The rainy season in southern Florida is the time of year when precipitation comes not from cold fronts passing through the area, but from the combination of heat and moist air. It is generally considered to span the period between May 20 and mid-October, a time when dew points are consistently above 70°, an indicator of high humidity. After April’s rainfall exceeded the norm, locals might have expected an early start to the 2015 rainy season. But precipitation in May was less than half of normal, and we are now more than a month late for the true start of the wet season. Over many decades June has been the rainiest month in both Miami and Ft. Lauderdale — more recently, September, by a small margin, has become Miami’s rainiest month — but the drought has gotten a tighter grip during this unusual June. While homeowners might appreciate not having to mow the lawn as frequently, the parched conditions pose potentially serious problems in the landscape, requiring special care.
Many of the plants which we have in the ground are native to either tropical rain forests or regions which experience high seasonal rainfall. Accordingly, they not only are accustomed to receiving ample moisture during the hottest time of the year, but they may even have evolved to rely on a relatively small root system to capture soil moisture. As a result, when a drought develops, those plants are prone to suffering greatly. It is important for you to make sure that your inground landscaping is sufficiently hydrated. Frequent brief irrigation is not recommended. Instead, you should provide a thorough soaking. If you aren’t already mulching trees and shrubs, you should do so, making sure to leave an open area around the base of the plants to discourage insects from chewing on stems. The mulch will act to keep moisture in the ground, an especially good benefit on breezy days any time of year, but particularly during the winter. (Mulch also improves the soil as it breaks down, another compelling reason to use it as part of your maintenance practices.)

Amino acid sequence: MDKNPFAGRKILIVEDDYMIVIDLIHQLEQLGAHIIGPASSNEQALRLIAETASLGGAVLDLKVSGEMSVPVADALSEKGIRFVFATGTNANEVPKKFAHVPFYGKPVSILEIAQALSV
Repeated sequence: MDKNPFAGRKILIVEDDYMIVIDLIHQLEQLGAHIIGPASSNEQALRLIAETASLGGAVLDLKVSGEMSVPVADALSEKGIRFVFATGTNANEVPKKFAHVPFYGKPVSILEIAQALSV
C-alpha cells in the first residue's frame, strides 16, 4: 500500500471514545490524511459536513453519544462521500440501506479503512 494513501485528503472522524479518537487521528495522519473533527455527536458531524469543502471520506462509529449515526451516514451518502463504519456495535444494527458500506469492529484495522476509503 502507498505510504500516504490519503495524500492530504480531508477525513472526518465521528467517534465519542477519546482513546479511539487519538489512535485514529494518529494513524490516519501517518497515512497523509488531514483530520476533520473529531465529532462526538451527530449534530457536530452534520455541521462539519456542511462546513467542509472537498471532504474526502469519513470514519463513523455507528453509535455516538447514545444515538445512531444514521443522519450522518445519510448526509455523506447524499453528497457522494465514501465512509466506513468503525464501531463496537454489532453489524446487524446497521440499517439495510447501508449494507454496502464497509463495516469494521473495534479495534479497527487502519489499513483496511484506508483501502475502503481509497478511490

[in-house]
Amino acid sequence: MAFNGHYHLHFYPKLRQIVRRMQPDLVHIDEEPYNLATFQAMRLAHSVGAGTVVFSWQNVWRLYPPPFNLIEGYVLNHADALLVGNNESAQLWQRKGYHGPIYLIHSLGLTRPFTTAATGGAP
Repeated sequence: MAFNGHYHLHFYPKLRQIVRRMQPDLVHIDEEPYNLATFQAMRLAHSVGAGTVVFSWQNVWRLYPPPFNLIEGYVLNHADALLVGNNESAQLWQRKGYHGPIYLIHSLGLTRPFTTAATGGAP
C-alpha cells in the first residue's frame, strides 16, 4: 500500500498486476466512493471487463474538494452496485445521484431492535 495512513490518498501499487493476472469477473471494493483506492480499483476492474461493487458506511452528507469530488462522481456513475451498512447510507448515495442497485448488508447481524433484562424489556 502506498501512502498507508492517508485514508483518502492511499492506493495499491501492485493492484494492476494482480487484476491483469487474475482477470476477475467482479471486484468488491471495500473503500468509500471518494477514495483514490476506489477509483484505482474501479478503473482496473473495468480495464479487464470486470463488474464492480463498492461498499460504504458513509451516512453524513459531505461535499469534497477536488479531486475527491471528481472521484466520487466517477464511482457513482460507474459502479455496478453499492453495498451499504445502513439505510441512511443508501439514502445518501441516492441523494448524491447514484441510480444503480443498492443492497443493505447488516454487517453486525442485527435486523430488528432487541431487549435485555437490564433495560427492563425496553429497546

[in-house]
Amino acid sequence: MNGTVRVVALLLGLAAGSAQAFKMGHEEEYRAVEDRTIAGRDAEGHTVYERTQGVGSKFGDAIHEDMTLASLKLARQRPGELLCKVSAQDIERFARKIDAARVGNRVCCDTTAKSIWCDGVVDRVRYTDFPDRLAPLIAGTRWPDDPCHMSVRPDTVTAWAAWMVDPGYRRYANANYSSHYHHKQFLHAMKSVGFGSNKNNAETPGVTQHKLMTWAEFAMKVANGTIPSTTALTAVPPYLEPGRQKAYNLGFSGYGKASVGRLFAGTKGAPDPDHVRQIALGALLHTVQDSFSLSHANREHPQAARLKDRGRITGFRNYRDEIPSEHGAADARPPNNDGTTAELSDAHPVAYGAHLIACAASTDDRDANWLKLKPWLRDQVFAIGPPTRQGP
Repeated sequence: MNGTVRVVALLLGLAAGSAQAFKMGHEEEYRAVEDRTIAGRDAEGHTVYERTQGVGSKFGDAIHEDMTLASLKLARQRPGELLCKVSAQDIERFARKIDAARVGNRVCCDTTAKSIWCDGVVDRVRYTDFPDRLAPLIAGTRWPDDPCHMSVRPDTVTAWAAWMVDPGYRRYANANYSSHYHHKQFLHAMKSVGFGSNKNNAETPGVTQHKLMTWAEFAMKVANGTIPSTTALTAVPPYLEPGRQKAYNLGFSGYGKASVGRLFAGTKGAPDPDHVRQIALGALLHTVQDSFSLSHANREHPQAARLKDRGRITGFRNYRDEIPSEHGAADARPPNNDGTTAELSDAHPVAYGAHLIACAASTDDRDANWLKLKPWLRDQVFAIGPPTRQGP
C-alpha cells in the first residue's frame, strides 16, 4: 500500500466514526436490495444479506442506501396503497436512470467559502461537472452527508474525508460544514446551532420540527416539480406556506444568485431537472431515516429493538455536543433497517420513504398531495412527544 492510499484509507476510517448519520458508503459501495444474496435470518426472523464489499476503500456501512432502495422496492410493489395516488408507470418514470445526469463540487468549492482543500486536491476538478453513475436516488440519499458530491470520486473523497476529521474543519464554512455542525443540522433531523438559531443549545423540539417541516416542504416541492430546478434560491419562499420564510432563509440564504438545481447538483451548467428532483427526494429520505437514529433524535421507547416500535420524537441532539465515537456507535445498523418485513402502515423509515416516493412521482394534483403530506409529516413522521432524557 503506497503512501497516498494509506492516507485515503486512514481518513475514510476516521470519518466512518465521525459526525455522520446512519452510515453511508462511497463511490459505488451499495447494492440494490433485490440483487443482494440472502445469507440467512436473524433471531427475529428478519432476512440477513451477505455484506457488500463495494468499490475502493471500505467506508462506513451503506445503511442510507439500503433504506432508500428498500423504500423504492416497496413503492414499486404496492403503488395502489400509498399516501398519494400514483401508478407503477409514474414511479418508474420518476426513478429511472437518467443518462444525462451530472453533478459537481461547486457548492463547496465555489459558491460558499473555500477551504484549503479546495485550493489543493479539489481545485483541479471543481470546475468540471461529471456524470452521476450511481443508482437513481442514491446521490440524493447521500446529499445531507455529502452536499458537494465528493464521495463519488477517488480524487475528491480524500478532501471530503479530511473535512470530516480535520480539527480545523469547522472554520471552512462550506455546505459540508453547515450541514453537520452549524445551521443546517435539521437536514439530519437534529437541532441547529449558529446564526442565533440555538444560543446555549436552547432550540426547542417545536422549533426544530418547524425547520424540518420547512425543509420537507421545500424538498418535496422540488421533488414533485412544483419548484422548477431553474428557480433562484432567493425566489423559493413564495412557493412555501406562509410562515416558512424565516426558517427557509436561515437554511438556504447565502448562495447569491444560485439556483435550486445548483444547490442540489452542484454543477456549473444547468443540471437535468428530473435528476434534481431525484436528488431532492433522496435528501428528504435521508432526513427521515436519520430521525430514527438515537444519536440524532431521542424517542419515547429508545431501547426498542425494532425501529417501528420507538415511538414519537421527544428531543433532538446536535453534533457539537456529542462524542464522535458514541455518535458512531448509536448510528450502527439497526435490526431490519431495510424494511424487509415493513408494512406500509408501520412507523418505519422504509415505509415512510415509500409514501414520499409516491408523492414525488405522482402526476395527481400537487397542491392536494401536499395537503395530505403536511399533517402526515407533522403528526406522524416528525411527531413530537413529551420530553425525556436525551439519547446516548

If you keep plants in containers, you will need to be even more vigilant. Good soil mixes are fast-draining in order to discourage disease, but during periods of drought, soil porosity may create a threat. Windy days can desiccate containerized rootballs within mere hours. Until we begin to receive consistent rainfall, you may need to water some of your containerized material on a daily basis.
Special care also needs to be taken when fertilizing. First, since drought-stricken plants may have stopped growing actively, you might be well-served to reduce the amount of fertilizer you apply, lest you overwhelm the plant. Second, be sure to irrigate the plant both before and after applying fertilizer in order to minimize the risk of burning roots or leaves. This recommendation holds even when recent weather conditions have been normal.
Barring the drought of the century, at some time this summer we’ll experience a lot of rain in a short period; that’s the tradition in our area. But until that happens, take some extra steps to give Mother Nature a hand.